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Discussion Starter · #1 ·
I don't wanna, but I have to now....:sad1:

I have always been able to keep the scooter clean (since May last year) by a simple damp sponge and drying cloth, wheel cleaner for the brake dust, etc.

Unfortunately, this past weekend was 3 very nice days, so I went out on all of them.

Unfortunately, since we recently had a lot of snow days, there were many areas of still melting snow piles all over the place. All mixed with the usual salt chemicals they use to help keep the roads clear.

Now the machine looks like a hideous mess of white and brown road spray over every part, especially the lower ones, except the seat, which only escaped the same fate by me sitting on it.

This mess is way beyond the damp sponge method. I must get out the hose, bucket, soap, etc, and do it the old-fashioned way.

Any advice on what and where I should or should not be putting too much water? Don't want to ruin any electrics or flood something where water has no business being.
 

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The bike is designed to be operated outdoors, so if you keep the pressure washer away from the bearings, you should be just fine. Water shouldn't hurt anything. Rinse it of with the hose first. I take two buckets - both with water but one with a generous dollop of dishwashing soap. Use the other for rinsing the sponge. Shouldn't take but 15-20 minutes to do the whole thing.
 

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Put your water proof gear on and ride through the local carwash.
Quickest way I've found to do it. :cool:
 

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There are some Area's that are Not Water Proof, Such as Pressure washers Can Do a Lot of Damage, As far as Soft Water Stream,Spray, it's Ok such as rain, The 400 is not Water Proof, The seals are not very Good, with the Tupaware, One reason why is Put RTV Silicone around every Plastic to Plastic Contact, to make it more water Proof....

Elliott,
 

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With hose or pressure washer stay away from wheel bearing, personally I wrap plastic grocery bag around switch commodo area on both side, this only to minimize corrosion, do these by hand only when finish bike wash.
 

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I use a brush made for car washing...
it has long soft bristles...
an adjustable-spray nozzle on the garden hose
to wet down everything below the dash board...
then the soapy brush from the bucket, & a final
fresh-water rinse from the garden hose.
Use an old bath towel for a soft dry of the
body panels. A 'clean' shop rag wet from the
garden hose for wiping off the dash & handlebars..
20 to 30 minutes, & I'm done.
 

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Put your water proof gear on and ride through the local carwash.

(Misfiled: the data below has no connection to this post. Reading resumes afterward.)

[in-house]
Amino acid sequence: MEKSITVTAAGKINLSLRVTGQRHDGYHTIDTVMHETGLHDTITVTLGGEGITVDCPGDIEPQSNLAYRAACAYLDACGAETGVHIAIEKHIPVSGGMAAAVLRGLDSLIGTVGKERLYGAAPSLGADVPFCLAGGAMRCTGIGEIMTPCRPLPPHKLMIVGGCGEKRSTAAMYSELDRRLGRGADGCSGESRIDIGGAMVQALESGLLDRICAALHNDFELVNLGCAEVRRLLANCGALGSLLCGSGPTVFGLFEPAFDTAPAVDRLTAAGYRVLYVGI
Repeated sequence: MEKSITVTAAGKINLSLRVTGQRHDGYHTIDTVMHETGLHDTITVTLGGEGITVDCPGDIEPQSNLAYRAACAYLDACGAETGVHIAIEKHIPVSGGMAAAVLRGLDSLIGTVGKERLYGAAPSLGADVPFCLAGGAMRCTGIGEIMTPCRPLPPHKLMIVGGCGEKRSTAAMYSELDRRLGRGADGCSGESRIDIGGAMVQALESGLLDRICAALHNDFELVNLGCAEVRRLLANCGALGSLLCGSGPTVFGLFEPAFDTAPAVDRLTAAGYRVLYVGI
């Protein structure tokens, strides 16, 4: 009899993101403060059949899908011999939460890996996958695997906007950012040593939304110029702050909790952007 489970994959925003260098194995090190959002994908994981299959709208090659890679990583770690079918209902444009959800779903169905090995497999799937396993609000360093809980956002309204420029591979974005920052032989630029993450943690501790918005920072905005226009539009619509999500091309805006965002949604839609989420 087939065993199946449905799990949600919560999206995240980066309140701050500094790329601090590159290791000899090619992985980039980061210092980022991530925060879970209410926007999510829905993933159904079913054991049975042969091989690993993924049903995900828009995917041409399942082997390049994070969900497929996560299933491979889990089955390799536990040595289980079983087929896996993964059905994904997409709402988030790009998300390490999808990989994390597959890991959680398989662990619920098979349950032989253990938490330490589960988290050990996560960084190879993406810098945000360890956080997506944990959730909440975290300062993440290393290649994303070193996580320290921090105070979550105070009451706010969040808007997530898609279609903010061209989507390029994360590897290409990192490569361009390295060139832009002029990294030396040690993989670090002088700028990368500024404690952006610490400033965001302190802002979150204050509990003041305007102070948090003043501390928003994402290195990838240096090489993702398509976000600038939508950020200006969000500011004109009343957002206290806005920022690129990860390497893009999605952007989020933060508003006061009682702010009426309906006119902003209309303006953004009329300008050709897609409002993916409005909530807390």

Quickest way I've found to do it. :cool:
@Scootereno washing method? where is that video? no video = no scootereno with waterproof gear on riding through a carwash! LOL! :D
 

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Discussion Starter · #9 ·
Thanks all.

I feel better now.

Except, the weather is cold again and more precip may be arriving here soon.......:cussing:
 

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Has Any One ever tried to Use Distilled Water to wash your Bike!! here in the CA the Tap Sucks!! loaded with Chlorine, Some time i wonder if it's Causing Damage,Such as Rust etc,etc

Elliott,
 

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I spend $25 at the detail shop at my local hand car wash. Usually a couple times a year, to supplement the sponge baths that are normally enough. At 66 and 230 lbs, I'd rather part with the few bucks, every six months, than spend the same amount in co-pay for the doc visit, trying to get down and under and into all the places that pick up that really sticky black road grime! :)
 

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Wow, 25 for a quick wash? I pay around 8-10 for a pretty good job. Just have to find a small hand wash place. Or what I like doing is supporting the charity car washes.
 

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I was going to wash mine yesterday after church. Well time seemed to get away & didn't get it done. Walked out of the fast food place at lunch & saw the front of it. I need to make time to wash mine it's not dirty it's filthy. :rolleyes:
 

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I use Windex and shop towels..........but then again, I don't have issues with salted roads......
 

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The bike is designed to be operated outdoors, so if you keep the pressure washer away from the bearings, you should be just fine. Water shouldn't hurt anything. Rinse it of with the hose first. I take two buckets - both with water but one with a generous dollop of dishwashing soap. Use the other for rinsing the sponge. Shouldn't take but 15-20 minutes to do the whole thing.
That will clean it up real good. And strip off most if not all of the wax you might have applied last week. Get a good car washing soap - it won't strip the wax and works perfectly good. I use Meguiars car wash on all my vehicles.
 

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Don't use a pressure washer. (1) Wet the bike all over with an ordinary water hose set to soft spray. (2)Wash the dirt off with a big sponge and a bucket of warm water with a car-wash additive. (3) Spray it down with the hose (4) Dry it off - either naturally in the sun/wind or by means of a towel-type cloth. (5) Spray it with 'Pledge' furniture polish (It's what most of the the car-showrooms use over here, I guess it's available in the US) (6) Polish it up (and it will dazzle!).
 
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